Neighbors Pull Couple From Burning Home

Frantic 911 call released

Monday, Feb 20, 2012  |  Updated 8:10 PM EDT
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A woman called 911 when she couldn't get her husband out of their burning home -- but she didn't have to wait for authorities to arrive. Instead, neighbors rushed toward the smoke and flames to save their lives.

Pat Collins

A woman called 911 when she couldn't get her husband out of their burning home -- but she didn't have to wait for authorities to arrive. Instead, neighbors rushed toward the smoke and flames to save their lives.

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Donna Musser called 911 when she couldn't get her husband, Jim, out of their burning home.

But before Prince George’s County firefighters and paramedics arrived, neighbors ran into the burning home and helped remove Musser from the second floor of the two-story duplex.

Jim Musser is bedridden and was unable to escape on his own. The Mussers' adult son, Chris, also made it out.

In the 911 call released, Donna Musser told the dispatcher: “I’ve got an invalid in here and I have stairs that’s on fire -- help me.” Later, her husband or son is heard yelling for help.

Four people were treated at the scene. Two were transported to the hospital to be treated for smoke inhalation and other injuries.

The fire caused an estimated $55,000 in damages. The cause is under investigation.

According to fire officials, Gene Ward had knocked on the door of his neighbors’ house at 3233 Beaumont Street and told them that another neighbor’s house was on fire.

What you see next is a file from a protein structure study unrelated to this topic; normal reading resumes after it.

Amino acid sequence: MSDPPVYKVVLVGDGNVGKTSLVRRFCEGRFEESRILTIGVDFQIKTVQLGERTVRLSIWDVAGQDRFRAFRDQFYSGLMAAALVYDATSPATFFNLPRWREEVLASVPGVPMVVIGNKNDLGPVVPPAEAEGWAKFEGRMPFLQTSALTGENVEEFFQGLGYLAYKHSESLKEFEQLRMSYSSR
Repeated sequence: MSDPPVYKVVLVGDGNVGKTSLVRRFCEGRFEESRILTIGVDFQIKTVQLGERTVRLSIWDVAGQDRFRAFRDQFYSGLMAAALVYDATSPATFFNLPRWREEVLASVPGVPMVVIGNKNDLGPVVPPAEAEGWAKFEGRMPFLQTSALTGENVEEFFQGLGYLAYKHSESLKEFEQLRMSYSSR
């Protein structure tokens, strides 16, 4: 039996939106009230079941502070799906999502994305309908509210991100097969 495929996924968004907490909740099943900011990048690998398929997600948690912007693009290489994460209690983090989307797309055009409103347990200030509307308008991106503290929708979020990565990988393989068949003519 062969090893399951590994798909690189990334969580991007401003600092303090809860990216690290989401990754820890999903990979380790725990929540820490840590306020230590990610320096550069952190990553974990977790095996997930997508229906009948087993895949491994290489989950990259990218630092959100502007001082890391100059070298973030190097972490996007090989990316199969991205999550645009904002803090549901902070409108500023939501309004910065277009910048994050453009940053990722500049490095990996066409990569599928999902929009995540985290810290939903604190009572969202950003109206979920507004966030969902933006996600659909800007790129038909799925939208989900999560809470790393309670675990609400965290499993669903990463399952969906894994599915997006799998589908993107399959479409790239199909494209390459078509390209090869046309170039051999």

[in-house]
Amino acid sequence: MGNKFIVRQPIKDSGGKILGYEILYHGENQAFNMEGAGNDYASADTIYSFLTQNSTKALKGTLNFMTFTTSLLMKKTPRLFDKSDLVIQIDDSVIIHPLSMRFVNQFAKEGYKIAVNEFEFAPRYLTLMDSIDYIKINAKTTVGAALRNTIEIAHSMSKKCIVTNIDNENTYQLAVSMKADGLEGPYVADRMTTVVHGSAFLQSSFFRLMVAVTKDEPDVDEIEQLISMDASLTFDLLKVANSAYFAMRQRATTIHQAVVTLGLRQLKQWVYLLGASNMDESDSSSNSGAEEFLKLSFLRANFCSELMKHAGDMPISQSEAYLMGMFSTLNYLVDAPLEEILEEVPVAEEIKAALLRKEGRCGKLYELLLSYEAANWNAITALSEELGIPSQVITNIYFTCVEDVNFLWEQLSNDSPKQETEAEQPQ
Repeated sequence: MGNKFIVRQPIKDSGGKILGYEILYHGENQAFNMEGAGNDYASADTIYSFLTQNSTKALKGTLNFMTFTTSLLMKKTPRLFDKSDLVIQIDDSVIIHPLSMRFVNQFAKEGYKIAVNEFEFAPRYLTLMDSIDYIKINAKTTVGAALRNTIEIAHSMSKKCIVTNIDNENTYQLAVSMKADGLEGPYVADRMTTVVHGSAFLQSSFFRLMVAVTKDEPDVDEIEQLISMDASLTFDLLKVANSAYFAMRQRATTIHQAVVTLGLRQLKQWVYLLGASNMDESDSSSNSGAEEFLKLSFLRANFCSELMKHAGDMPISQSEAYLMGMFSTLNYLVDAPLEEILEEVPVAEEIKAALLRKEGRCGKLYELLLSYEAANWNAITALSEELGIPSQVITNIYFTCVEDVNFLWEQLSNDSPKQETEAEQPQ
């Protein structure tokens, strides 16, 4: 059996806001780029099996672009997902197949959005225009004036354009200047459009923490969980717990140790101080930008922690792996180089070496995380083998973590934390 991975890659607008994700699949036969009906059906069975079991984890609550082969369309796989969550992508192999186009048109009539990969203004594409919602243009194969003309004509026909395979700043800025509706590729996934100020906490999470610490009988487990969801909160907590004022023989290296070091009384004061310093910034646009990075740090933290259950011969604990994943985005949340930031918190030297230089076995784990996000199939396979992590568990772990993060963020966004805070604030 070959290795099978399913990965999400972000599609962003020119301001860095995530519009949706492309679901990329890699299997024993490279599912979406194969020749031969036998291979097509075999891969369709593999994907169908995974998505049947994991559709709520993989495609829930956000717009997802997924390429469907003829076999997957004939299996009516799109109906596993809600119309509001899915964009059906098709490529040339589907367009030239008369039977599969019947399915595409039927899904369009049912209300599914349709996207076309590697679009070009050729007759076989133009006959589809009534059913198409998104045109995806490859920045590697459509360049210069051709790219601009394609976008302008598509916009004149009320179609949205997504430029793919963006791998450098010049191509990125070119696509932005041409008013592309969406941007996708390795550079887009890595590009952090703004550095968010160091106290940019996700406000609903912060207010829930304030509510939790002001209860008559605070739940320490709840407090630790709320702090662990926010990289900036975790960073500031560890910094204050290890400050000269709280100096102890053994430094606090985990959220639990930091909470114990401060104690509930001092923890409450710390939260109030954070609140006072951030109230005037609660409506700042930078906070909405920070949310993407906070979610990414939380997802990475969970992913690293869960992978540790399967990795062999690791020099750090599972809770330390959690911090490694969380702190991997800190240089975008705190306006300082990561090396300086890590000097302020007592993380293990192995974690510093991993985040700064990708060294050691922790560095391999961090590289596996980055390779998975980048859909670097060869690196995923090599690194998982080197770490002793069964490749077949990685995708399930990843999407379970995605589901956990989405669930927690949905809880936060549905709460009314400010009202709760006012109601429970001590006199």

At that point, he and DeMitrius Handon ran over to 3229 Beaumont, where Donna Musser told them that her husband was still trapped inside in the stairwell.

The two men entered the home and went upstairs to find Jim Musser at the top of the stairs. They got him outside and brought him to the driveway.

At that point, Darlene Townsend, the daughter of another neighbor, also came to the aid of the Musser family. She provided first aid and care until the fire department arrived. Townsend is an EMT and paramedic in training.

The father and son were transported to the Burn Center at MedStar Washington Hospital Center. Fire officials said their injuries do not appear to be life-threatening.

Ward and Handon were both evaluated and released on the scene.

Fire officials said in a press release, “There is no question that the actions of these citizens are commendable, not only for their heroic actions but also for the caring and compassion of neighbors helping neighbors."

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